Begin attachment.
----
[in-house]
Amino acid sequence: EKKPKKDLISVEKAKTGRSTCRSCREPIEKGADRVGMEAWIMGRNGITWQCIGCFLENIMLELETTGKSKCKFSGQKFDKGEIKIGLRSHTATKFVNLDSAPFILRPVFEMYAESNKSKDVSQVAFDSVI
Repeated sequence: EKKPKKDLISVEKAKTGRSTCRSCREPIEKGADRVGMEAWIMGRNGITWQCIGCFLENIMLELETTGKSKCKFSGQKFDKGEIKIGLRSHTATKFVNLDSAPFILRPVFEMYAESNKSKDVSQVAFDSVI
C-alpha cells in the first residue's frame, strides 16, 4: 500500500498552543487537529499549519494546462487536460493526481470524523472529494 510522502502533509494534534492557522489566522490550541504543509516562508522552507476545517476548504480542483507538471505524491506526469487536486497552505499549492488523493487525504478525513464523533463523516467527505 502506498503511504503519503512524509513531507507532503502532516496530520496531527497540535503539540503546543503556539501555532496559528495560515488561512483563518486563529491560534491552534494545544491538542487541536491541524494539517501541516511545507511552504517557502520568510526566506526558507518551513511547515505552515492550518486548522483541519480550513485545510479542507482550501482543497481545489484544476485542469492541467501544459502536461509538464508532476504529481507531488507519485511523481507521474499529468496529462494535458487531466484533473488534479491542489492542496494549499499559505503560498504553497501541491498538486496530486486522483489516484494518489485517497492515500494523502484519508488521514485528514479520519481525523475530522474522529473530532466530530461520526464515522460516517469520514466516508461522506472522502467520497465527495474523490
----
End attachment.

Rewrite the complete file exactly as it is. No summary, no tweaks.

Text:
[in-house]
Amino acid sequence: EKKPKKDLISVEKAKTGRSTCRSCREPIEKGADRVGMEAWIMGRNGITWQCIGCFLENIMLELETTGKSKCKFSGQKFDKGEIKIGLRSHTATKFVNLDSAPFILRPVFEMYAESNKSKDVSQVAFDSVI
Repeated sequence: EKKPKKDLISVEKAKTGRSTCRSCREPIEKGADRVGMEAWIMGRNGITWQCIGCFLENIMLELETTGKSKCKFSGQKFDKGEIKIGLRSHTATKFVNLDSAPFILRPVFEMYAESNKSKDVSQVAFDSVI
C-alpha cells in the first residue's frame, strides 16, 4: 500500500498552543487537529499549519494546462487536460493526481470524523472529494 510522502502533509494534534492557522489566522490550541504543509516562508522552507476545517476548504480542483507538471505524491506526469487536486497552505499549492488523493487525504478525513464523533463523516467527505 502506498503511504503519503512524509513531507507532503502532516496530520496531527497540535503539540503546543503556539501555532496559528495560515488561512483563518486563529491560534491552534494545544491538542487541536491541524494539517501541516511545507511552504517557502520568510526566506526558507518551513511547515505552515492550518486548522483541519480550513485545510479542507482550501482543497481545489484544476485542469492541467501544459502536461509538464508532476504529481507531488507519485511523481507521474499529468496529462494535458487531466484533473488534479491542489492542496494549499499559505503560498504553497501541491498538486496530486486522483489516484494518489485517497492515500494523502484519508488521514485528514479520519481525523475530522474522529473530532466530530461520526464515522460516517469520514466516508461522506472522502467520497465527495474523490